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The History of the Macnab Challenge

The shooting season is well underway, and there may be some of you who have already ‘bagged a Macnab’ this year, a challenge which runs between mid-August and mid-November. In this blog post, we’ll be taking a look at what the Macnab is and its roots. The challenge is simple enough on paper, to stalk a stag, bag a brace of grouse and catch a salmon in one day!

A red grouse in Scotland

The Macnab challenge originates from the 1925 novel John Macnab written by John Buchan. It follows three friends who are bored with their successful lives so turn to poaching. The men, a lawyer Sir Edward Leithen, MP John Palliser-Yeates and banker Charles, Earl of Lamancha, warn three Scottish Highland estates that within 48 hours whey will poach a stag or salmon and return it to their door. The challenge in the novel continues to inspire people today, and the Macnab has become a bucket list item among sporting fans.

Today the requirements of poaching and remaining undetected are not part of the challenge; instead, the rules dictate that the grouse, stag and salmon which have been ‘poached’ are done on an estate where you have been given permission for the challenge to happen. Due to the habitats of the three animals, the only place to carry out the classic challenge in the UK is in Scotland, with the best estates including Glenmuick, Gannochy, Amhuinnsuidhe and Urrard.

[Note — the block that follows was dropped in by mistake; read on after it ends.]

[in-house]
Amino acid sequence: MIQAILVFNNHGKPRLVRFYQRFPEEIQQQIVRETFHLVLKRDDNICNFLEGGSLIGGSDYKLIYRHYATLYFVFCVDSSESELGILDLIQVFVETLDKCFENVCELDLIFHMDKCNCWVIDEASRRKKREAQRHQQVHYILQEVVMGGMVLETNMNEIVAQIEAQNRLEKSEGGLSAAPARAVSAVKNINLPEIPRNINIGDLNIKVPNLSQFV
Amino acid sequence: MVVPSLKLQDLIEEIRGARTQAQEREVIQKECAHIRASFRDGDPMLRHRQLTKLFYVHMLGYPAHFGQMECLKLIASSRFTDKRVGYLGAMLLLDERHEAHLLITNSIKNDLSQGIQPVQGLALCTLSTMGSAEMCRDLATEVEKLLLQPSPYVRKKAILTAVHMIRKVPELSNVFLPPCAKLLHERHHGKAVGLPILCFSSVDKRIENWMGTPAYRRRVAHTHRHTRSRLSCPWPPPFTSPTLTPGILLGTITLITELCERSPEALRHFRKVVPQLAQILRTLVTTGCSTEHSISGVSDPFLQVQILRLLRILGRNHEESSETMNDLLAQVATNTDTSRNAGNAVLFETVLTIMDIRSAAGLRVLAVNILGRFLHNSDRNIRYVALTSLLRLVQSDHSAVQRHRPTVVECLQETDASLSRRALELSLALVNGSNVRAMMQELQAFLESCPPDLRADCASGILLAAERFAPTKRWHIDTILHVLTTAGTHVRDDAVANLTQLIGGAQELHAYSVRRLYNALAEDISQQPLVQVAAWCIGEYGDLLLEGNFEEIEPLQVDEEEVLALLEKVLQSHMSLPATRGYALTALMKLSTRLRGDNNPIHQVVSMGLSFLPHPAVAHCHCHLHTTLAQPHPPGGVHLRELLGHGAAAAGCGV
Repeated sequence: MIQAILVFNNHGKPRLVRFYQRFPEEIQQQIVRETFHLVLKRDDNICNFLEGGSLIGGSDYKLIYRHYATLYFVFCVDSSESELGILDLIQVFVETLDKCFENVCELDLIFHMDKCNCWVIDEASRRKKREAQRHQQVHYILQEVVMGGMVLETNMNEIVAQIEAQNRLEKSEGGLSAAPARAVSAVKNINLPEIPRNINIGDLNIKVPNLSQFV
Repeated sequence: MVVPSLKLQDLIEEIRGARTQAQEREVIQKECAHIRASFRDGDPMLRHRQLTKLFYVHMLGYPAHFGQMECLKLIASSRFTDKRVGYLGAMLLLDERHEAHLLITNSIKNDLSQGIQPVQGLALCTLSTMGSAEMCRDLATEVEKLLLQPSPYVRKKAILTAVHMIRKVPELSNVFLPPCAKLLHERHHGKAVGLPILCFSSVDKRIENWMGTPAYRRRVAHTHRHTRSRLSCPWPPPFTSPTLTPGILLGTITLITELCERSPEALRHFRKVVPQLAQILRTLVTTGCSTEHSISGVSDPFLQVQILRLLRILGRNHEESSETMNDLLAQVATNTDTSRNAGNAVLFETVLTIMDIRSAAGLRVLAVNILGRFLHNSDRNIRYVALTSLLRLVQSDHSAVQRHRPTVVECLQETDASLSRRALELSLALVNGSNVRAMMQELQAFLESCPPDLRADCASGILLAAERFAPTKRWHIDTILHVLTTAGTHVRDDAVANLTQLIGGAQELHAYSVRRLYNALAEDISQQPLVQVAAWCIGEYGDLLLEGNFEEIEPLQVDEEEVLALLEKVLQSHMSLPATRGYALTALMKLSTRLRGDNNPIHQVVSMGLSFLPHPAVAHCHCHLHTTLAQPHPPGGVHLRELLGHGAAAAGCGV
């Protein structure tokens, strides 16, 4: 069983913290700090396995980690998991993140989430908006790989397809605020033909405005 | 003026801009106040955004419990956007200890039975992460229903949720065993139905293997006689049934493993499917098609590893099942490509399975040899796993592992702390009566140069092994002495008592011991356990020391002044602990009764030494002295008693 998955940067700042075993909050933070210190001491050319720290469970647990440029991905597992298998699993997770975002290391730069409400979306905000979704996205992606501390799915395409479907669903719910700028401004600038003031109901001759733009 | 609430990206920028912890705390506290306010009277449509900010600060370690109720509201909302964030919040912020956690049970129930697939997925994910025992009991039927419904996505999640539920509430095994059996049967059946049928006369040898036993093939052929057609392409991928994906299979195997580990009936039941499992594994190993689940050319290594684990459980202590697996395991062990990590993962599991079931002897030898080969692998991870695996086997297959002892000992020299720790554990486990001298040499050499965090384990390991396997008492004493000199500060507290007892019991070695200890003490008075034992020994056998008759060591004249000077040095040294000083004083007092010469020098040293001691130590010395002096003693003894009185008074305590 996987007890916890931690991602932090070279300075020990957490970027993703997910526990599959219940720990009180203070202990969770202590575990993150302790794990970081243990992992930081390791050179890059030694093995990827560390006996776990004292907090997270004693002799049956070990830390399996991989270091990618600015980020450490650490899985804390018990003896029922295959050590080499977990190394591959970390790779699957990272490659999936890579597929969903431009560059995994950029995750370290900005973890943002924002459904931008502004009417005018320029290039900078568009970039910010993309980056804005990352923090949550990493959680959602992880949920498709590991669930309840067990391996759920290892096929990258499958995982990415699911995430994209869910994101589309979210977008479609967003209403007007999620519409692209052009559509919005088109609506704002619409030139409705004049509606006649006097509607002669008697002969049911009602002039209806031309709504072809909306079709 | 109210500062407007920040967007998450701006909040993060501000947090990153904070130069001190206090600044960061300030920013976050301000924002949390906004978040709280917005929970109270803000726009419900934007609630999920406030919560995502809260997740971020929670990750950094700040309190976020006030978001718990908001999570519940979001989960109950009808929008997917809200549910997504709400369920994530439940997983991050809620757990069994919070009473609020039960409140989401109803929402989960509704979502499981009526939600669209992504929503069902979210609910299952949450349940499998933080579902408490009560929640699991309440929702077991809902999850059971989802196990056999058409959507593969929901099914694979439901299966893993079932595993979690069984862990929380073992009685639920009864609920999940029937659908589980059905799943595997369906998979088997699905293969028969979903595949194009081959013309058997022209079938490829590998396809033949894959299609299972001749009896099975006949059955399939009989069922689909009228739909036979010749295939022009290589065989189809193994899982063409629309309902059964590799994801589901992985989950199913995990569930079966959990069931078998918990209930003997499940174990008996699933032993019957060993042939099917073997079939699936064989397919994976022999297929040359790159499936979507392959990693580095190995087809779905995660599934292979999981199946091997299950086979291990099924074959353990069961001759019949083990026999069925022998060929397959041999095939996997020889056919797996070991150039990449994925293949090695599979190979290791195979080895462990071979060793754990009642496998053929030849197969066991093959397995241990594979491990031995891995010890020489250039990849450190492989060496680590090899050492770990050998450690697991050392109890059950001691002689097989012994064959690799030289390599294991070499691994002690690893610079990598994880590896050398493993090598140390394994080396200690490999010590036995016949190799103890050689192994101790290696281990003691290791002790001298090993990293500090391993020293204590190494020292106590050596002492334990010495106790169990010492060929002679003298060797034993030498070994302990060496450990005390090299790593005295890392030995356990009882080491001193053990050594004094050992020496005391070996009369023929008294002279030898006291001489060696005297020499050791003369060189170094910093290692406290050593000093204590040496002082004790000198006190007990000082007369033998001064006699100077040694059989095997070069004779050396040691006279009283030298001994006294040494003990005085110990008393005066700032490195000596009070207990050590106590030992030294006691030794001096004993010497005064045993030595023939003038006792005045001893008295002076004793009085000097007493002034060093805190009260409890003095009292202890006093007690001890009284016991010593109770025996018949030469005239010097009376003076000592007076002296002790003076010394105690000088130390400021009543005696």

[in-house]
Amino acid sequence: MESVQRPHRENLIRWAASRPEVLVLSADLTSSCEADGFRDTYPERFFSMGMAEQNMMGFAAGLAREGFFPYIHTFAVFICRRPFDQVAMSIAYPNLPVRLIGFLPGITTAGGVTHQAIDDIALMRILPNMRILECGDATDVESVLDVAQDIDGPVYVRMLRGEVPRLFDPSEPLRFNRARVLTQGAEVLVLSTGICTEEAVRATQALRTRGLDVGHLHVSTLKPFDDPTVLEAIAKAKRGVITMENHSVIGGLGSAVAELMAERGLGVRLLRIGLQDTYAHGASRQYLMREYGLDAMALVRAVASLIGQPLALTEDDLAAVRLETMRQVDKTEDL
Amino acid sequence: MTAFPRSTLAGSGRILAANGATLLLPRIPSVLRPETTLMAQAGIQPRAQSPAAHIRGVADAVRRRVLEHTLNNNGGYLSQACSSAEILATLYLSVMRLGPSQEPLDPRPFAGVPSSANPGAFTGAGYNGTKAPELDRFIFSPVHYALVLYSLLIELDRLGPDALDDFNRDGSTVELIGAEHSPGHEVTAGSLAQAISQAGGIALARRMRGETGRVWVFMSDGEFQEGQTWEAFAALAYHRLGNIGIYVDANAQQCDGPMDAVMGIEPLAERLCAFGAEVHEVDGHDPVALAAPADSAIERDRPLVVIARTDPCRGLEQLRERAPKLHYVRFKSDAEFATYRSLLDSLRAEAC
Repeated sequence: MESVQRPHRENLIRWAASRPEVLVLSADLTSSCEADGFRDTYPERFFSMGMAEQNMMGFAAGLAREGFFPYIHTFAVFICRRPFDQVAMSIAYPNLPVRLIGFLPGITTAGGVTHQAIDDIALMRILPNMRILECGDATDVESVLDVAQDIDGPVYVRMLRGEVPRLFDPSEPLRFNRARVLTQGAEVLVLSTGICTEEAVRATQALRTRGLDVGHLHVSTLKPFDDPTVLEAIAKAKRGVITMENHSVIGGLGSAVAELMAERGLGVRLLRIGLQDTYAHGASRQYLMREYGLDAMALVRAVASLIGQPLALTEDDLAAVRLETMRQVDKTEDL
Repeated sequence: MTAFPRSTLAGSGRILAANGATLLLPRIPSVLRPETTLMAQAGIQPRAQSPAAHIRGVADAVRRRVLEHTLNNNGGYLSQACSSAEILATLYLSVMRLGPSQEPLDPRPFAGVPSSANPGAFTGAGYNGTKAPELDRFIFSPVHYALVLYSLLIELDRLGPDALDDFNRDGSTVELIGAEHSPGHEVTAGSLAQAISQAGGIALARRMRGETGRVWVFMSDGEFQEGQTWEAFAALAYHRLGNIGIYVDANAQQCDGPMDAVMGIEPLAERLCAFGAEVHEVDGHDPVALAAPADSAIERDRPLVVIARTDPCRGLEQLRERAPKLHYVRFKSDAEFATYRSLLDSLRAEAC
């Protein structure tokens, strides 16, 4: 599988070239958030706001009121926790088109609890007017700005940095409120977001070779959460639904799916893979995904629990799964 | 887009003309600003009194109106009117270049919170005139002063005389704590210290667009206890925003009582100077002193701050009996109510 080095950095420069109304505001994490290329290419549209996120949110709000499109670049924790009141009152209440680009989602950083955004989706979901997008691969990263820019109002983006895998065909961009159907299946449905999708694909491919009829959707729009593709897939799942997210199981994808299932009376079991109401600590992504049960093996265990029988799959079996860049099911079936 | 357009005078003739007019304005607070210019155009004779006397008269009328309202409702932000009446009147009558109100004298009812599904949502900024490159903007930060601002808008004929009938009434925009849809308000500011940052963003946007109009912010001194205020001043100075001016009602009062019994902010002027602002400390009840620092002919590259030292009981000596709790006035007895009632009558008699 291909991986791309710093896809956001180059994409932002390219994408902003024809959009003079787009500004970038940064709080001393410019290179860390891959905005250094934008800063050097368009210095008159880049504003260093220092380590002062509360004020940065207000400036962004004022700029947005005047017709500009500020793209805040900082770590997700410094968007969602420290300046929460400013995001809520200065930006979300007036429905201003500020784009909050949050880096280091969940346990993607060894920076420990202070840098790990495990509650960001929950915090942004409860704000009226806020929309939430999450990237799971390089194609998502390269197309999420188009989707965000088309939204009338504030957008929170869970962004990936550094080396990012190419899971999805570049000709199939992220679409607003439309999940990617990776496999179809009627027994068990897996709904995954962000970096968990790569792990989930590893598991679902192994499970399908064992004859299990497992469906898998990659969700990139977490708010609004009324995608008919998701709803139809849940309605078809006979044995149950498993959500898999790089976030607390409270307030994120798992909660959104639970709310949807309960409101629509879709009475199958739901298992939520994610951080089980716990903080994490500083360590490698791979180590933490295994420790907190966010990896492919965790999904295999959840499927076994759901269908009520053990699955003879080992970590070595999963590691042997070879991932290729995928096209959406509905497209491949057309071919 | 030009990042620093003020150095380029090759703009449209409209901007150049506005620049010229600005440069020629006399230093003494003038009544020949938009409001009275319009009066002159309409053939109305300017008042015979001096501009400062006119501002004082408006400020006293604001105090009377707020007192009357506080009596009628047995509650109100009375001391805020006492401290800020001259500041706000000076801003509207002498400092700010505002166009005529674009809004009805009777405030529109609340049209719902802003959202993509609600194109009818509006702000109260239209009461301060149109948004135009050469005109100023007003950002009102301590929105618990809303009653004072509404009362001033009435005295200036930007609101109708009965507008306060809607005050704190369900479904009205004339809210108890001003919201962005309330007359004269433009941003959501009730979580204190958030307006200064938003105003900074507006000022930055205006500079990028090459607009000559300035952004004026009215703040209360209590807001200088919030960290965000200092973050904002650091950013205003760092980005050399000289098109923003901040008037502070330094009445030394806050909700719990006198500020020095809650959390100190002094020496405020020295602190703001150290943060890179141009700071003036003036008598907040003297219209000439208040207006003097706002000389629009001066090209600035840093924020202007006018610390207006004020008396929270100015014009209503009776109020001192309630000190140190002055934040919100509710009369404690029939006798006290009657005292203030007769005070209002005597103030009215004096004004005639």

A red deer in Scotland

The challenge today encourages people to take part in game shooting, fly fishing and deer stalking, and supported by a number of official organisations and organised by The Field. The Macnab has also evolved into different challenges, which all still must be completed in one daylight day. These challenges include the Classic Macnab; a salmon on the fly, a stag and brace of grouse and the Real Macnab; a salmon on the fly and a stag, as in the book but must ‘poached’ in a legal and sporting manner.

Other Macnab challenges which can be done in different places around the world are listed below, still within a 24-hour window:

The Macmarsh; a foreshore goose, pike and fallow buck.

The Macscandi; a moose, capercaillie and trout on the fly.

The Southern Macnab; a couple of snipe, sea trout and a roe buck.

The Macvermin; an impressive rat, a pike on the fly and a brace of magpies.

The Macargentinian; a golden dorado, 100 brace of doves and a wild pig.

The Maccharlie; riding to foxhounds, the harriers and staghounds.

The Macafrican; a brace of sandgrouse, an impala and tigerfish.

The Corinthian Macnab; riding to hounds, shooting a brace of partridges and a trout on the fly.

The Macnorfolk; a brace of wild greys, a fallow buck and bass on the fly.

A salmon jumping a waterfall in Scotland

Though the Macnab challenge is over, no doubt sporting fans will already be planning ahead to next year, and those of you who have not tried one can get ready for next year. Part of your preparation can be updating your shooting wardrobe with quality clothing and a personalised gunslip and cartridge bag so you will look the part.